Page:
Artificial Intelligence (AI) is rapidly becoming pervasive in enterprise applications and embedded within specific workflows across the commercial life sciences organization. It is no longer a question of whether AI will be a reality, but rather, whether or not companies can organize to fully leverage its power.

AI gives commercial teams insights on customers and their digital preferences to suggest how, when, and where is most effective to reach healthcare professionals (HCPs). So, it is easy to see why 48% (McKinsey & Company, 2019) of pharmaceutical companies have already adopted an AI program. Digital leaders, including Merck, Novartis, and Pfizer, are successfully incorporating AI into their sales operations to help field teams be more efficient and successful when engaging HCPs.

But the road to AI and becoming a data-driven organization requires business leaders and employees to think differently to realize AI’s full potential and, ultimately, be more effective in helping physicians treat patients. Key operational changes must be considered when implementing an AI program.

For example, how will sales reps shift their approach if AI suggests new ways or times to reach the customer? Are field teams set up for success with their current schedule, goals, and metrics? What more is needed from marketing to enable reps to act on the insights AI unearths? How will teams ensure the consistent input of new data that is critical to AI’s ability to improve over time?

Three ways life sciences organizations can reset their commercial operations to ensure a successful AI program are:

1. Work Cross-functionally and Gain Alignment

A successful AI program relies on many stakeholders from across the business, working together with a common understanding of AI’s functionality and value.

Kicking off their AI pilot in March 2020, Flexion Therapeutics’ IT team collaborated on their execution plan, involving commercial analytics to validate account activities and behaviors, marketing to create the messaging, and sales to understand and define the expected customer journey.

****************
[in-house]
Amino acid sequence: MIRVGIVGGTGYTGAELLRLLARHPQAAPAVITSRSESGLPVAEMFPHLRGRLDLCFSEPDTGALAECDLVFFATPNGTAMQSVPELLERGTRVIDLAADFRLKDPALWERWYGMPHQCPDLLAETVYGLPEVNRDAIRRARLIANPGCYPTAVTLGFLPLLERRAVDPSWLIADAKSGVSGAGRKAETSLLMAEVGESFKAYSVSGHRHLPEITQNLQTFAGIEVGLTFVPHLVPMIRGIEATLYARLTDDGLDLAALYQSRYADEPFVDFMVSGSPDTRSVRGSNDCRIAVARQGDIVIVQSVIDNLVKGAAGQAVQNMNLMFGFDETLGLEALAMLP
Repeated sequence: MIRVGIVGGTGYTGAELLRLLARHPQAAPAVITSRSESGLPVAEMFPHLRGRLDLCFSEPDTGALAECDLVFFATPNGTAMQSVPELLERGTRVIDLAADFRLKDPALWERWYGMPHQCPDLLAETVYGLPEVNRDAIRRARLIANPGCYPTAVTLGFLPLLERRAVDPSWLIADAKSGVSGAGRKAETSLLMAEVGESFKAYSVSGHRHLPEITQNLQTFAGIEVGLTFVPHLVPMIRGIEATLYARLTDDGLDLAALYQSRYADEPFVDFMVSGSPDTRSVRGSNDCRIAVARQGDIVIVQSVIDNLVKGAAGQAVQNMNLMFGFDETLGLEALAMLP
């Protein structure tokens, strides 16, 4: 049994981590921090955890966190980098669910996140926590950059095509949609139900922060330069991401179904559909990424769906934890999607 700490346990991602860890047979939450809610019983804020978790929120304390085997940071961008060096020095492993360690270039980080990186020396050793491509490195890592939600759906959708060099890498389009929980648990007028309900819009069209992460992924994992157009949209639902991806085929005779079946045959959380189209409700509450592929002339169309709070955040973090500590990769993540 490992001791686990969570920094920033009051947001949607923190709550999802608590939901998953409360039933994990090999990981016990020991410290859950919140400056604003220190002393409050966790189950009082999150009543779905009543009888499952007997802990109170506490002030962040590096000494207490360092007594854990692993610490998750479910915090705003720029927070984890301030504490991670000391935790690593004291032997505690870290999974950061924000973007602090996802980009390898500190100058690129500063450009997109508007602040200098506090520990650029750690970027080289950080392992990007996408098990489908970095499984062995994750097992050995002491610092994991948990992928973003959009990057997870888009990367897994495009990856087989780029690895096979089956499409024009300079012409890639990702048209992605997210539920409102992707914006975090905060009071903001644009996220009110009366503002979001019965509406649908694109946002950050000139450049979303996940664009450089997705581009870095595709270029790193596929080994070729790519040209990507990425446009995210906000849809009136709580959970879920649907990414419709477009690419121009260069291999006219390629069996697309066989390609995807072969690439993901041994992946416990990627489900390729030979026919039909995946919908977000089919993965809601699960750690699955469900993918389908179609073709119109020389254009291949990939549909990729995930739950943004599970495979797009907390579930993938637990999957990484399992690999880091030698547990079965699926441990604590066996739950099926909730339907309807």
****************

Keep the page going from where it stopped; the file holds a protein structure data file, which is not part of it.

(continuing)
Haziq Haque, Director of Commercial and Medical IT, and his team developed use cases, with a suggestions-based framework that focused on connecting objectives with execution. The framework allowed stakeholders to picture what increased success looked like with the help of AI and then refined the AI program to best suit every team’s needs. “It will take time to hone this strategy and fully align as a company on how best to use the information, especially if it challenges day-to-day operations.”

Haque continued, “It’s important to build trust amongst the sales teams that AI suggestions will improve their success metrics and be a differentiator.” Achieving aggressive sales goals requires that every hour be spent on the highest value activities. AI may contradict existing assumptions and upend familiar sales approaches. “That’s a hard transition for experienced sales teams who are used to operating a certain way with traditional compensation structures. It will take time but it’s critical to success. It is a long-term investment,” added Haque.

Because AI may introduce insights that challenge traditional field operations, a successful program requires input from both technology and business experts. For example, one top-20 biopharmaceutical took a blended approach that combined external AI expertise with the vision of insiders who are familiar with the company’s objectives and operations. Otherwise, said a spokesperson, “If the ‘intelligence’ served up to teams conflicts with the objectives of a company, it will be difficult to realize AI’s full potential.”